The land of the horses exemplifies the eighteenth century philosopher John Locke’s philosophy that argues that the human mind is a blank slate controlled and developed entirely by impressions made by the environment. Ashamed of being thought a Yahoo, the rational-minded Gulliver lives in perfect contentment among the Houyhnhnms until his master, a horse, throws him out: Gulliver is, after all, in the horses’ estimation, nothing but a filthy Yahoo, and his existence as a talking, thinking human among them is entirely irrational. By now a miserable and bitterly disillusioned misanthrope, Gulliver sails back to England, where he has no chance of ever finding a truly rational man. He lives out the rest of his life in misery, forced forever, he believes, to live among filthy Yahoos.

Historical Context

(Novels for Students)

England in the 1720s
While Swift was writing Gulliver's Travels in the 1720s, England was undergoing a lot of political...

(The entire section is 1079 words.)


(Beacham's Guide to Literature for Young Adults)

During Gulliver's stay in Lilliput, the work's most popular section, Swift depicts a common childhood fantasy—a world proportioned for very...

(The entire section is 338 words.)

Literary Style

(Novels for Students)

Point of View
Lemuel Gulliver himself narrates the story of Gulliver's Travels, but this first-person narrator is not...

(The entire section is 1083 words.)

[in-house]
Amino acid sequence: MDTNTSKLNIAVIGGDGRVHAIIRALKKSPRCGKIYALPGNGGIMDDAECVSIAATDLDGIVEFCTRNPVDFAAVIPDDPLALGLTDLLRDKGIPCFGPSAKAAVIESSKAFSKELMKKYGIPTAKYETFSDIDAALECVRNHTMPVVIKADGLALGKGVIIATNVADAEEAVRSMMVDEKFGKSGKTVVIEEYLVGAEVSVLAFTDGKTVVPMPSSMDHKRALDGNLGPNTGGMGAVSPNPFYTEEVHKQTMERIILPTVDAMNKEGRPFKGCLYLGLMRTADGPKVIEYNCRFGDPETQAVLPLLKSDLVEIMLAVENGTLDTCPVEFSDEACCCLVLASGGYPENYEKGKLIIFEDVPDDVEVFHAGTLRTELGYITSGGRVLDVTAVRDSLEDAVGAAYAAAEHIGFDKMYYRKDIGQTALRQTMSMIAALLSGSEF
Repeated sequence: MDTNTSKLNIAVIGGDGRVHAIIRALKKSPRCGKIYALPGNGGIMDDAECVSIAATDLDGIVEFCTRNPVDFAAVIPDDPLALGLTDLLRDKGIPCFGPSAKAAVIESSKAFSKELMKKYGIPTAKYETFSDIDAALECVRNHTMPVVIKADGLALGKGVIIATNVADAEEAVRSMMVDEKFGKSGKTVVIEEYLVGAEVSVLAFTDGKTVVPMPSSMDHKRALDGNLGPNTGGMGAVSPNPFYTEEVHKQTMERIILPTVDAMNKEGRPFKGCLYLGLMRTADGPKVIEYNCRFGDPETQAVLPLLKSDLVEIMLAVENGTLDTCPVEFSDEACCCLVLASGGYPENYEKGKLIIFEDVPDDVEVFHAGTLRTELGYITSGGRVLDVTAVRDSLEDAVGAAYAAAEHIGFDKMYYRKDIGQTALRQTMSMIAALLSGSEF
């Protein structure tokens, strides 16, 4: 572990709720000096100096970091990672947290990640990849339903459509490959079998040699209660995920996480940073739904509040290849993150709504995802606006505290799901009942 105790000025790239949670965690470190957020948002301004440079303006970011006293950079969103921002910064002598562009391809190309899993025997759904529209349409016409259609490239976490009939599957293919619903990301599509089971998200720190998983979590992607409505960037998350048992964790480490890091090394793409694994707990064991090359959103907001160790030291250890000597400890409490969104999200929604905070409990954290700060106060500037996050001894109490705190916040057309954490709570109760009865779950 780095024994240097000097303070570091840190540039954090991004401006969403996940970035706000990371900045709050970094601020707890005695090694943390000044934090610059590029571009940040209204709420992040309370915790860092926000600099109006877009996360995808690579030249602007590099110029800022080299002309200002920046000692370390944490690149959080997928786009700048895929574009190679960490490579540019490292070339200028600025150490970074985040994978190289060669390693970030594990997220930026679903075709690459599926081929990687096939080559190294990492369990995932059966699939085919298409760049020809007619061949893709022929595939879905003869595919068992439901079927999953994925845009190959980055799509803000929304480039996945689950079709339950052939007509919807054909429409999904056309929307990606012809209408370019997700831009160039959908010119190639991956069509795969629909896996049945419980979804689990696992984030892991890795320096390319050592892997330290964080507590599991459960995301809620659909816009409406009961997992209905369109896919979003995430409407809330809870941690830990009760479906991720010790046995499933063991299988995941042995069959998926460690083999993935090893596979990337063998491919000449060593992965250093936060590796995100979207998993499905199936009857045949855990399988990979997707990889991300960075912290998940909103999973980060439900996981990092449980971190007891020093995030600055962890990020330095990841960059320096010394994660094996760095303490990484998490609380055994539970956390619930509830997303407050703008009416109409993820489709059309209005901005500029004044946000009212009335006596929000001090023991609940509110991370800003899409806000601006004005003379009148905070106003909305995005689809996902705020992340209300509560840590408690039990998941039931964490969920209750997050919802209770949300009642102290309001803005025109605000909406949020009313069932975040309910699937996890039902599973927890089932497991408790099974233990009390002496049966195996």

Literary Qualities

(Beacham's Guide to Literature for Young Adults)

Swift's masterful use of satire is what has made Gulliver's Travels the delightfully enduring work that it is. Satire has the...

(The entire section is 373 words.)

Social Sensitivity

(Beacham's Guide to Literature for Young Adults)

Since any attack on human nature can be disturbing, some readers may have problems with Swift's pessimistic view of humankind. Only a few...

(The entire section is 296 words.)

Compare and Contrast

(Novels for Students)

1720s: Robert Walpole is England's first prime minister, and German-born King George I gives him a great deal of authority to run the...

(The entire section is 117 words.)

Topics for Discussion

(Beacham's Guide to Literature for Young Adults)

1. What characteristics of the Lilliputians and their society does Swift present for ridicule?

2. In what ways does Gulliver act...

(The entire section is 238 words.)

Ideas for Reports and Papers

(Beacham's Guide to Literature for Young Adults)

1. Even though Gulliver is an accurate and honest reporter, he is not a reliable narrator. In what ways is he unreliable, and how do readers...

(The entire section is 171 words.)

Topics for Further Study

(Novels for Students)

Discuss how Gulliver's Travels change him and the way he perceives his fellow man.

Research actual historical explorers of...

(The entire section is 130 words.)

Related Titles / Adaptations

(Beacham's Guide to Literature for Young Adults)

There are no other prose works by Swift that are actually connected with Gulliver's Travels. Both A Tale of a Tub and The Battle of...